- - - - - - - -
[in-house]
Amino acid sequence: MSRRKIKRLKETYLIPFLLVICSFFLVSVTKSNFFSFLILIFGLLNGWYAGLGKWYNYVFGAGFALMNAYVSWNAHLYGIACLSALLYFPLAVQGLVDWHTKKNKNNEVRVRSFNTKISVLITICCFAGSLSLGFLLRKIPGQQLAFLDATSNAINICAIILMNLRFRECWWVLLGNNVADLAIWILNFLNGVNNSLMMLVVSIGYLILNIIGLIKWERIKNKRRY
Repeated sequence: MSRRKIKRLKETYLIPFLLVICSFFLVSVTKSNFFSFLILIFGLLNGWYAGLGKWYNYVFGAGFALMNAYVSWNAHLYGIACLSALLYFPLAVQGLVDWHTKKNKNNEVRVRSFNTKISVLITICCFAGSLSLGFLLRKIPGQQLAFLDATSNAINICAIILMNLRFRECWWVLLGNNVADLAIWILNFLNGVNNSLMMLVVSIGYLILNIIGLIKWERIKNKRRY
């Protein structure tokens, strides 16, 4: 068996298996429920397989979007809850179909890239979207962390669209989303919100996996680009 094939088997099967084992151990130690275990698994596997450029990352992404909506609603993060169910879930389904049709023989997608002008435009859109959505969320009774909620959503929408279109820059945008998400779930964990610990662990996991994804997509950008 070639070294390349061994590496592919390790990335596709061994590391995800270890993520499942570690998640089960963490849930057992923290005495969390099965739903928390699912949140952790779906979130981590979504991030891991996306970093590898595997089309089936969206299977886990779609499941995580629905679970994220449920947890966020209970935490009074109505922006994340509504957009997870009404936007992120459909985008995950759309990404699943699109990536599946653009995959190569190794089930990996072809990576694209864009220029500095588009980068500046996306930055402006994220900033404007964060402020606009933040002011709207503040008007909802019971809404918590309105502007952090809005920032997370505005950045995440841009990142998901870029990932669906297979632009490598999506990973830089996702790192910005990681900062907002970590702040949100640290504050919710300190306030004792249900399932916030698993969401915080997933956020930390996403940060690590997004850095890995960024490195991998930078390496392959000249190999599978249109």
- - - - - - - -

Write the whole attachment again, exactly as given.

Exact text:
[in-house]
Amino acid sequence: MSRRKIKRLKETYLIPFLLVICSFFLVSVTKSNFFSFLILIFGLLNGWYAGLGKWYNYVFGAGFALMNAYVSWNAHLYGIACLSALLYFPLAVQGLVDWHTKKNKNNEVRVRSFNTKISVLITICCFAGSLSLGFLLRKIPGQQLAFLDATSNAINICAIILMNLRFRECWWVLLGNNVADLAIWILNFLNGVNNSLMMLVVSIGYLILNIIGLIKWERIKNKRRY
Repeated sequence: MSRRKIKRLKETYLIPFLLVICSFFLVSVTKSNFFSFLILIFGLLNGWYAGLGKWYNYVFGAGFALMNAYVSWNAHLYGIACLSALLYFPLAVQGLVDWHTKKNKNNEVRVRSFNTKISVLITICCFAGSLSLGFLLRKIPGQQLAFLDATSNAINICAIILMNLRFRECWWVLLGNNVADLAIWILNFLNGVNNSLMMLVVSIGYLILNIIGLIKWERIKNKRRY
């Protein structure tokens, strides 16, 4: 068996298996429920397989979007809850179909890239979207962390669209989303919100996996680009 094939088997099967084992151990130690275990698994596997450029990352992404909506609603993060169910879930389904049709023989997608002008435009859109959505969320009774909620959503929408279109820059945008998400779930964990610990662990996991994804997509950008 070639070294390349061994590496592919390790990335596709061994590391995800270890993520499942570690998640089960963490849930057992923290005495969390099965739903928390699912949140952790779906979130981590979504991030891991996306970093590898595997089309089936969206299977886990779609499941995580629905679970994220449920947890966020209970935490009074109505922006994340509504957009997870009404936007992120459909985008995950759309990404699943699109990536599946653009995959190569190794089930990996072809990576694209864009220029500095588009980068500046996306930055402006994220900033404007964060402020606009933040002011709207503040008007909802019971809404918590309105502007952090809005920032997370505005950045995440841009990142998901870029990932669906297979632009490598999506990973830089996702790192910005990681900062907002970590702040949100640290504050919710300190306030004792249900399932916030698993969401915080997933956020930390996403940060690590997004850095890995960024490195991998930078390496392959000249190999599978249109």